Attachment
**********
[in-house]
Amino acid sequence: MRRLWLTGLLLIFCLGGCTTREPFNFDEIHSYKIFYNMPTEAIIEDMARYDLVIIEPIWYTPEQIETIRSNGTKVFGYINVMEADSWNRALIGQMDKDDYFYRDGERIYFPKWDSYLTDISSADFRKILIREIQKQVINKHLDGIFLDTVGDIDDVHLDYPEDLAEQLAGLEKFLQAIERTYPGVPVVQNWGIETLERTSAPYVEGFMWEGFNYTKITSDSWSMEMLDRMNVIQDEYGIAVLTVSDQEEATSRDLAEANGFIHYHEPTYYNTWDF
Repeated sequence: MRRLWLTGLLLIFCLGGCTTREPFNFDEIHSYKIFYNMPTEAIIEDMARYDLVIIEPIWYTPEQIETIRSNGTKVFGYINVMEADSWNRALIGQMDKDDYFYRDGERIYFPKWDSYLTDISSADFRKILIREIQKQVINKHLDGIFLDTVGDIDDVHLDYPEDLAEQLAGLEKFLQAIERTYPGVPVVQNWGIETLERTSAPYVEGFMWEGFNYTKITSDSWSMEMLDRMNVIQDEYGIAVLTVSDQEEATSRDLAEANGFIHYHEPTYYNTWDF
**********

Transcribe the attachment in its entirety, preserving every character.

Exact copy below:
[in-house]
Amino acid sequence: MRRLWLTGLLLIFCLGGCTTREPFNFDEIHSYKIFYNMPTEAIIEDMARYDLVIIEPIWYTPEQIETIRSNGTKVFGYINVMEADSWNRALIGQMDKDDYFYRDGERIYFPKWDSYLTDISSADFRKILIREIQKQVINKHLDGIFLDTVGDIDDVHLDYPEDLAEQLAGLEKFLQAIERTYPGVPVVQNWGIETLERTSAPYVEGFMWEGFNYTKITSDSWSMEMLDRMNVIQDEYGIAVLTVSDQEEATSRDLAEANGFIHYHEPTYYNTWDF
Repeated sequence: MRRLWLTGLLLIFCLGGCTTREPFNFDEIHSYKIFYNMPTEAIIEDMARYDLVIIEPIWYTPEQIETIRSNGTKVFGYINVMEADSWNRALIGQMDKDDYFYRDGERIYFPKWDSYLTDISSADFRKILIREIQKQVINKHLDGIFLDTVGDIDDVHLDYPEDLAEQLAGLEKFLQAIERTYPGVPVVQNWGIETLERTSAPYVEGFMWEGFNYTKITSDSWSMEMLDRMNVIQDEYGIAVLTVSDQEEATSRDLAEANGFIHYHEPTYYNTWDF